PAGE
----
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Kerry said Egypt's foreign minister will invite the ceasefire parties to take part in "serious" negotiations in Cairo and that the United States plans to send a small delegation. He called the ceasefire "precious time."
"It is a lull of opportunity, a moment for the different factions to be able to come together with the state of Israel in an effort to try to address ways to find a sustainable ceasefire and then obviously, over a longer period of time, address the underlying issues," Kerry told reporters.
Kerry said the United States is grateful that the violence and bloodshed can stop for more than 24 hours. "We hope that this moment of opportunity will be grabbed by the parties, but no one can force them to do that, obviously," Kerry added.
"There are no guarantees. This is a difficult, complicated issue, years and years in the building, and I think everybody knows it has not been easy to get to this point. Everybody knows it will not be easy to get beyond this point, but it is imperative people make the best effort to try to find common ground and do so," Kerry added.
A senior US State Department official said the Gaza talks could start as early as Friday, depending on how long it takes the parties to reach Cairo. The official said representatives from Israel and the United States will not sit across the table from Hamas in Cairo.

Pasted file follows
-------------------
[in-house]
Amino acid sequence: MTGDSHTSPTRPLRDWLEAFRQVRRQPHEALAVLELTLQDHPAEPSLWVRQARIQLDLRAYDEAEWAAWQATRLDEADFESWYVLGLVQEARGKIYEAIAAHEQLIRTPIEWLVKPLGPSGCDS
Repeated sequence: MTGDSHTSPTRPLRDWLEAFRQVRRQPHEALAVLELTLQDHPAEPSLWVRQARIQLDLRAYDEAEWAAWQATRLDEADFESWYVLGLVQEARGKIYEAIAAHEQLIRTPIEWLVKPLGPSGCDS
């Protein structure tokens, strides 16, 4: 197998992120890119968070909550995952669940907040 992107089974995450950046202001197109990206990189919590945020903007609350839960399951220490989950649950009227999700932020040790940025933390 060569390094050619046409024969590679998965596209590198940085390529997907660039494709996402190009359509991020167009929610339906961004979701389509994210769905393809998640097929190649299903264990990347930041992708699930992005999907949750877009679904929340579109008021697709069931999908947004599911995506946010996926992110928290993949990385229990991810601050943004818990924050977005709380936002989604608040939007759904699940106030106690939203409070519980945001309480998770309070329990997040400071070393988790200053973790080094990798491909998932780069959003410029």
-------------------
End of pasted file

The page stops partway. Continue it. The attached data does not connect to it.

The official said Palestinian President Mahmoud Abbas will be responsible for naming the Palestinian delegation for Cairo but will not attend the talks.
Kerry said that as soon as the ceasefire is under way, Egypt will issue invitations to the parties to come to Cairo immediately in order to engage in serious and focused negotiations with Egypt to address the underlying causes of the conflict.
Israel and Islamist militant group Hamas agreed to the 72-hour humanitarian ceasefire in their conflict starting on Friday, Kerry and U.N. Secretary-General Ban Ki-moon said earlier.
Kerry said the parties need to find a way to address Israel's security concerns and to ensure that the people of Gaza can live in safety and dignity.
"All the people involved in this have strong demands and strong visions on what the future should look like. Israel has to be able to live in peace and security, without terror attacks and rockets and tunnels and sirens going off in the day," Kerry said.
"And Palestinians need to be able to live with the opportunity to educate their children and move freely and share in the rest of the world and lead a life that is different from the one they have long suffered," Kerry added.